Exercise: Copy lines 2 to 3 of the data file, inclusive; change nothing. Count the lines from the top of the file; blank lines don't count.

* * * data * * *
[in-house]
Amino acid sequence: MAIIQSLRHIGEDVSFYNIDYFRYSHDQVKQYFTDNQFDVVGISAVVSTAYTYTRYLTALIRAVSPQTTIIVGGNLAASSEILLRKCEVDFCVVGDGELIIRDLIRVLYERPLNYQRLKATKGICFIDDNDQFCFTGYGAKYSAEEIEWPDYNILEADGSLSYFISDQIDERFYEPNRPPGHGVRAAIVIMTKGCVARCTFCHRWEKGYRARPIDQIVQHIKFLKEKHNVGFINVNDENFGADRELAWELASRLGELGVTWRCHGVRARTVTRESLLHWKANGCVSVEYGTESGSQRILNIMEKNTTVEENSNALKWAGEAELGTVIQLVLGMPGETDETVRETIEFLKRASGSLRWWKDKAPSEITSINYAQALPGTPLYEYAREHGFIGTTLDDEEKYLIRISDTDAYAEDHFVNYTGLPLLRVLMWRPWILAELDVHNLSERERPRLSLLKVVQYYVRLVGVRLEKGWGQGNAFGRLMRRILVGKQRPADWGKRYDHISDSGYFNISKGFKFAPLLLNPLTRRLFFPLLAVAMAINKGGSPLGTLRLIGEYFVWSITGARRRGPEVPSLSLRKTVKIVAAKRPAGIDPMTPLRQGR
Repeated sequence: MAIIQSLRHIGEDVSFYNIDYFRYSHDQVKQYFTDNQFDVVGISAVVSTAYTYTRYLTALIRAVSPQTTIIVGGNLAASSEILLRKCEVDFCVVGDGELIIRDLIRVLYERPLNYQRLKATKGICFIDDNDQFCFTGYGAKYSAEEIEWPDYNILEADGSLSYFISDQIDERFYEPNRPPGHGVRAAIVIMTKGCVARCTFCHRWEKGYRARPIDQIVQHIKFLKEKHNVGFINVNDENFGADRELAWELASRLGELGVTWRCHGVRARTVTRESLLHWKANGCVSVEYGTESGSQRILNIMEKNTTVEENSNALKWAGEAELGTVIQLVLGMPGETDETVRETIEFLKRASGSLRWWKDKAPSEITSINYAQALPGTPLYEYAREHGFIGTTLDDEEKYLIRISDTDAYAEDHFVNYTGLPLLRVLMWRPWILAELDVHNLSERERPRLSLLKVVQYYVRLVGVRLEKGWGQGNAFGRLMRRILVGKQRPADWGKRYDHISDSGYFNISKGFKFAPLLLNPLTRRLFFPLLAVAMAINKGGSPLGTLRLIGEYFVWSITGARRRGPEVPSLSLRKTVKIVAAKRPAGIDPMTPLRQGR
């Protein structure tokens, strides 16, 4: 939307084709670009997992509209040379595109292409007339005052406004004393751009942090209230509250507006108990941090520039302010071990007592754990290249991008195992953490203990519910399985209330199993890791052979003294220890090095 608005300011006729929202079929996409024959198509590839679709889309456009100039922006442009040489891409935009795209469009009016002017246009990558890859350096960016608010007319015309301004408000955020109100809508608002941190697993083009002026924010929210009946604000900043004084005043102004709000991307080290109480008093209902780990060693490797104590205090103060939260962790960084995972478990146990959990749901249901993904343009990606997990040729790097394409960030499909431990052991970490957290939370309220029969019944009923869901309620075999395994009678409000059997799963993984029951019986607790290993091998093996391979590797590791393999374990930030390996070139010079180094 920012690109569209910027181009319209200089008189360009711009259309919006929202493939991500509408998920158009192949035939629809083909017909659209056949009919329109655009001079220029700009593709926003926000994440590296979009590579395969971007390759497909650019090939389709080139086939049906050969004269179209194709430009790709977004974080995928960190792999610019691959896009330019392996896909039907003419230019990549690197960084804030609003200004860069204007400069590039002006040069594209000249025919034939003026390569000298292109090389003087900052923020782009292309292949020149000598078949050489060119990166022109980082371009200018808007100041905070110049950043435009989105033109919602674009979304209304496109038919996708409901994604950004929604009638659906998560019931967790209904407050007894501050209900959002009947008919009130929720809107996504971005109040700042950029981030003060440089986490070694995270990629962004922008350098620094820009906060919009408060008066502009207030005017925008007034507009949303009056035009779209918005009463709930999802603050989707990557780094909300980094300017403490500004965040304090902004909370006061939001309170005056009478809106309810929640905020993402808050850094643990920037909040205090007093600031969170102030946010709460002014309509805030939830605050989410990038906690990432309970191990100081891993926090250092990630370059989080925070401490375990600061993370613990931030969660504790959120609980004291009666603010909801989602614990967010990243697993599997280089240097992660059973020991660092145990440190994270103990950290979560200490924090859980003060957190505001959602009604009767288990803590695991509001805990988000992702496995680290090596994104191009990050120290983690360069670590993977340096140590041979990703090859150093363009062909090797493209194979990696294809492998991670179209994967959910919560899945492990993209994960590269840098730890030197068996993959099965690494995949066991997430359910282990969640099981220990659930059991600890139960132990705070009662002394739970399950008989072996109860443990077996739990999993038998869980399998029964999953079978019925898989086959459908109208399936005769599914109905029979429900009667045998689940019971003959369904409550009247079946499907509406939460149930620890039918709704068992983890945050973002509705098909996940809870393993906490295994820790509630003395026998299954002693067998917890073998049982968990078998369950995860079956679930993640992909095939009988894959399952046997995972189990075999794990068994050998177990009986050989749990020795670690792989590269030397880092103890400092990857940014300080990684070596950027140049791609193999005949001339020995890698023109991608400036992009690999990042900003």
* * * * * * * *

Amino acid sequence: MAIIQSLRHIGEDVSFYNIDYFRYSHDQVKQYFTDNQFDVVGISAVVSTAYTYTRYLTALIRAVSPQTTIIVGGNLAASSEILLRKCEVDFCVVGDGELIIRDLIRVLYERPLNYQRLKATKGICFIDDNDQFCFTGYGAKYSAEEIEWPDYNILEADGSLSYFISDQIDERFYEPNRPPGHGVRAAIVIMTKGCVARCTFCHRWEKGYRARPIDQIVQHIKFLKEKHNVGFINVNDENFGADRELAWELASRLGELGVTWRCHGVRARTVTRESLLHWKANGCVSVEYGTESGSQRILNIMEKNTTVEENSNALKWAGEAELGTVIQLVLGMPGETDETVRETIEFLKRASGSLRWWKDKAPSEITSINYAQALPGTPLYEYAREHGFIGTTLDDEEKYLIRISDTDAYAEDHFVNYTGLPLLRVLMWRPWILAELDVHNLSERERPRLSLLKVVQYYVRLVGVRLEKGWGQGNAFGRLMRRILVGKQRPADWGKRYDHISDSGYFNISKGFKFAPLLLNPLTRRLFFPLLAVAMAINKGGSPLGTLRLIGEYFVWSITGARRRGPEVPSLSLRKTVKIVAAKRPAGIDPMTPLRQGR
Repeated sequence: MAIIQSLRHIGEDVSFYNIDYFRYSHDQVKQYFTDNQFDVVGISAVVSTAYTYTRYLTALIRAVSPQTTIIVGGNLAASSEILLRKCEVDFCVVGDGELIIRDLIRVLYERPLNYQRLKATKGICFIDDNDQFCFTGYGAKYSAEEIEWPDYNILEADGSLSYFISDQIDERFYEPNRPPGHGVRAAIVIMTKGCVARCTFCHRWEKGYRARPIDQIVQHIKFLKEKHNVGFINVNDENFGADRELAWELASRLGELGVTWRCHGVRARTVTRESLLHWKANGCVSVEYGTESGSQRILNIMEKNTTVEENSNALKWAGEAELGTVIQLVLGMPGETDETVRETIEFLKRASGSLRWWKDKAPSEITSINYAQALPGTPLYEYAREHGFIGTTLDDEEKYLIRISDTDAYAEDHFVNYTGLPLLRVLMWRPWILAELDVHNLSERERPRLSLLKVVQYYVRLVGVRLEKGWGQGNAFGRLMRRILVGKQRPADWGKRYDHISDSGYFNISKGFKFAPLLLNPLTRRLFFPLLAVAMAINKGGSPLGTLRLIGEYFVWSITGARRRGPEVPSLSLRKTVKIVAAKRPAGIDPMTPLRQGR